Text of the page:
B.C.’s biosimilars program expands | Indo-Canadian Voice

AS British Columbia continues to lead the way in Canada and adds another biosimilar for provincial coverage, savings continue to be reinvested to make prescription medications more affordable, the Province said on Wednesday.

Starting April 7, almost 6,000 patients on the biologic drug Humira will be transitioned over a six-month period to one of five adalimumab biosimilars. Coverage for the etanercept biosimilars Brenzys and Erelzi will also be expanded allowing new and existing plaque psoriasis patients currently being treated with Enbrel to transition over the same six-month period.

Humira, and its biosimilars Amgevita, Hadlima, Hulio, Hyrimoz and Idacio, are used to treat: rheumatoid arthritis, polyarticular juvenile idiopathic arthritis, ankylosing spondylitis, Crohn’s disease, ulcerative colitis, hidradenitis suppurativa, moderate to severe plaque psoriasis, and psoriatic arthritis.

“Biosimilars are highly similar versions of their biologic drugs, meaning they are just as safe and effective, but are a fraction of the cost,” said Adrian Dix, Minister of Health. “As thousands more patients transition to the next biosimilar (adalimumab), B.C. will save over $100 million over three years. This is in addition to savings from earlier phases of the program that are being reinvested in our health-care system. These savings have allowed us to expand coverage of treatments and add more drugs to our formulary to offer more affordable medications for British Columbians.”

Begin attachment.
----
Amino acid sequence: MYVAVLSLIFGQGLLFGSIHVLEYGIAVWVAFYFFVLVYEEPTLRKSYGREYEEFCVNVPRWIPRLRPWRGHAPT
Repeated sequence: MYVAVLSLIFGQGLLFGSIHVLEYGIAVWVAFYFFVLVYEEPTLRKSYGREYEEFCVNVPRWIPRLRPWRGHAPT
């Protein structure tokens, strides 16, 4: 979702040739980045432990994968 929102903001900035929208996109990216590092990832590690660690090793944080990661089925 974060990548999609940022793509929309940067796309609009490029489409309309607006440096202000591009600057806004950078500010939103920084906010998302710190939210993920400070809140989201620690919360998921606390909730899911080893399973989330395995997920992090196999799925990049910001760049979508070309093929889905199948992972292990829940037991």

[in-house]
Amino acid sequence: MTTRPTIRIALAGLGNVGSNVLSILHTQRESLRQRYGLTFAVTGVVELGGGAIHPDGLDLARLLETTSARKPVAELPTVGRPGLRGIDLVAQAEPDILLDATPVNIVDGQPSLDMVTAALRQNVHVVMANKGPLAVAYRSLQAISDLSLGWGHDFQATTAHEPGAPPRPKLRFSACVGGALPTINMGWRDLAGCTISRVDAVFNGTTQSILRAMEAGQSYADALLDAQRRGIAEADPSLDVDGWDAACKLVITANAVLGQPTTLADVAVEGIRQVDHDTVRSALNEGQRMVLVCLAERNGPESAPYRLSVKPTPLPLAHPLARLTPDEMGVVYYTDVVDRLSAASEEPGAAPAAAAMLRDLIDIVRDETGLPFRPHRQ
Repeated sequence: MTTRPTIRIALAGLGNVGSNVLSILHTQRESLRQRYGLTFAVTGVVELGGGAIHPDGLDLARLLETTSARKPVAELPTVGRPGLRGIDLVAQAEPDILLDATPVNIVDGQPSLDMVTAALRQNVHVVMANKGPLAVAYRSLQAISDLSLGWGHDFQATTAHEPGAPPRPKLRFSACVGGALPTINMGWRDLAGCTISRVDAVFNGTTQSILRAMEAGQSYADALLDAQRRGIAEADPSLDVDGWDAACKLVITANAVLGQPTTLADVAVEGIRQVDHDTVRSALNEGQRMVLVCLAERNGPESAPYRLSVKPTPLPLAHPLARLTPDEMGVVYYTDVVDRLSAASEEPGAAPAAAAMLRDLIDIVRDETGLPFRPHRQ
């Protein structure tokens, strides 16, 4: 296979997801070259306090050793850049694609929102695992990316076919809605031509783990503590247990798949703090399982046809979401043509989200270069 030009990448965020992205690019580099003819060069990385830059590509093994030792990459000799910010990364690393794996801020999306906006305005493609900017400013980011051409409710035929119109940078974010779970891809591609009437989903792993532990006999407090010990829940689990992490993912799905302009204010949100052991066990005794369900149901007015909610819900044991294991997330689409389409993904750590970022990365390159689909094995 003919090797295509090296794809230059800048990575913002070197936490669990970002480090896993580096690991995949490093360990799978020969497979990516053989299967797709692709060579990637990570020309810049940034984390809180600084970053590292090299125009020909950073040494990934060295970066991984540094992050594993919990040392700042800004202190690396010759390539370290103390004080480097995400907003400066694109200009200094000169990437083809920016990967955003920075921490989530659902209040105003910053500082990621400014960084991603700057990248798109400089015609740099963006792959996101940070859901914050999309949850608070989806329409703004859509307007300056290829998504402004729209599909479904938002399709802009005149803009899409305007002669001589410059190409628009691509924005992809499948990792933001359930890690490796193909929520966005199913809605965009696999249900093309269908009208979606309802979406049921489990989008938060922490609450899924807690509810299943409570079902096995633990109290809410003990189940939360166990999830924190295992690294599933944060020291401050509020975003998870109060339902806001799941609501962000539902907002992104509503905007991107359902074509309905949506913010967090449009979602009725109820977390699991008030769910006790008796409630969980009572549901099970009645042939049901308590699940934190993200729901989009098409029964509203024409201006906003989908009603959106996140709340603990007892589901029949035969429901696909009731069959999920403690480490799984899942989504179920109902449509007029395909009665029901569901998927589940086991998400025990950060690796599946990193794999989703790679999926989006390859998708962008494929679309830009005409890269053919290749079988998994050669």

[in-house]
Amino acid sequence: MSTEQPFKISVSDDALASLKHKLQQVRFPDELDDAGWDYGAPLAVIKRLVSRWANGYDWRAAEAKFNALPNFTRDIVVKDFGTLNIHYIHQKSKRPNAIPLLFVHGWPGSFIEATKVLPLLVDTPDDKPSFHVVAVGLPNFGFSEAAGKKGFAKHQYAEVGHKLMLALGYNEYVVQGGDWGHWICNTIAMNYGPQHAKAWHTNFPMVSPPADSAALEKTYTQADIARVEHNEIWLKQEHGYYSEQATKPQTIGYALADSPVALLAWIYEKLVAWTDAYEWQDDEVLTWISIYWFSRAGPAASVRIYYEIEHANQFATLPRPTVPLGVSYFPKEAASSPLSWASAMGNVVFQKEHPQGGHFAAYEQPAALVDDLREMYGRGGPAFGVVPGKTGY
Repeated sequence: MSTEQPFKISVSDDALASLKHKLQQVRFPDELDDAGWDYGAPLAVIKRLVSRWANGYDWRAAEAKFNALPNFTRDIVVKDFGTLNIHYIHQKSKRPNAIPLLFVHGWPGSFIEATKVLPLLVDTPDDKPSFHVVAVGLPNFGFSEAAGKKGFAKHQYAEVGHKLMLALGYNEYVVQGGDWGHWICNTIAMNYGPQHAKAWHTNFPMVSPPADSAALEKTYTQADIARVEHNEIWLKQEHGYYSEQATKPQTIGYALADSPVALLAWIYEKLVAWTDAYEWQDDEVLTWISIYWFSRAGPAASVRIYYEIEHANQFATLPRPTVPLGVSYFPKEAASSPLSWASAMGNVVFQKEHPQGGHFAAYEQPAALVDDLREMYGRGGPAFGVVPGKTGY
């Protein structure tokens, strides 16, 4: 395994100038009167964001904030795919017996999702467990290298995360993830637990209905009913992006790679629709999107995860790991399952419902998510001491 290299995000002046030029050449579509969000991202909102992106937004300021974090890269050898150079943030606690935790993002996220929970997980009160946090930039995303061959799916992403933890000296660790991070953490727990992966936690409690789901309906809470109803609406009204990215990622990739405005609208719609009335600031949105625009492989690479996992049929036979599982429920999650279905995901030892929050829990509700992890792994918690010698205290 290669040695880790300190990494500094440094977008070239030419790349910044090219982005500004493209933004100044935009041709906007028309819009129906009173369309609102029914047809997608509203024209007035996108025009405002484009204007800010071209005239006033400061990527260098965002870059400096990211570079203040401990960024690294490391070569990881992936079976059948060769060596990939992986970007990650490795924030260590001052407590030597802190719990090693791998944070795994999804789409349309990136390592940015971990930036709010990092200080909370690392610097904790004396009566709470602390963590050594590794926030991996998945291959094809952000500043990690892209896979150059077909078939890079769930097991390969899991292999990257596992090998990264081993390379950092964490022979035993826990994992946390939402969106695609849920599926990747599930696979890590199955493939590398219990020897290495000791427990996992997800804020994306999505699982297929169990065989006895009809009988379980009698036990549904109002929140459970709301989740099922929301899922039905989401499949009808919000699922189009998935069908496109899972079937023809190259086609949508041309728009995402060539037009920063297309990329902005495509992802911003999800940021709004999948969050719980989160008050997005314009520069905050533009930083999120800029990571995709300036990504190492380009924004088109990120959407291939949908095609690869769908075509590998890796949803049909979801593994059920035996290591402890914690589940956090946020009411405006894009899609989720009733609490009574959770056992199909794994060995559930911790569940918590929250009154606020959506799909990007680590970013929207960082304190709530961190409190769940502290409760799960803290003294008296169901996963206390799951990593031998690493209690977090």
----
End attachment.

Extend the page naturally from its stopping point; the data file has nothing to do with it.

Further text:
Bioengineered drugs, known as biologics, are collectively the single biggest expense for public drug plans, and their costs continue to climb. For example, from December 1, 2019, to November 30, 2020, PharmaCare spent almost $94 million to provide Humira coverage. The biosimilars are at least 40% less expensive.

Biosimilars cost anywhere from 15% to 50% less than biologics. Canada has an approximately 8% use rate, compared to other nations that have upwards of a 50% to 95% use rate.

Health Canada confirms that patients and health-care providers can be confident that biosimilars are as effective and safe as their biologic reference drug. Other federal organizations also support the use of biosimilars.

Coverage decisions are informed by evidence from international jurisdictions that have more than 10 years’ experience with these innovative drugs.

After the initial biosimilars program announcement in May 2019, over 90% of PharmaCare patients are on biosimilar drugs for infliximab, etanercept and insulin glargine. Exceptions may be granted for patients whose physicians determine they are medically unable to transition to a biosimilar. Exceptional coverage requests are reviewed by PharmaCare’s Special Authority branch on a case-by-case basis in consultation with physician-led advisory committees, as needed.

Patients or health-care providers with questions about transitioning to a biosimilar can access support by emailing: Biosimilars.Initiative@gov.bc.ca (mailto:Biosimilars.Initiative@gov.bc.ca)
Or they can call 1 844 915-5005 from Monday to Friday, from 8:30 a.m. to 4:30 p.m.

This announcement is about improving access to prescription drugs for British Columbians. A list of drugs recently added to the PharmaCare formulary can be found in the backgrounder below.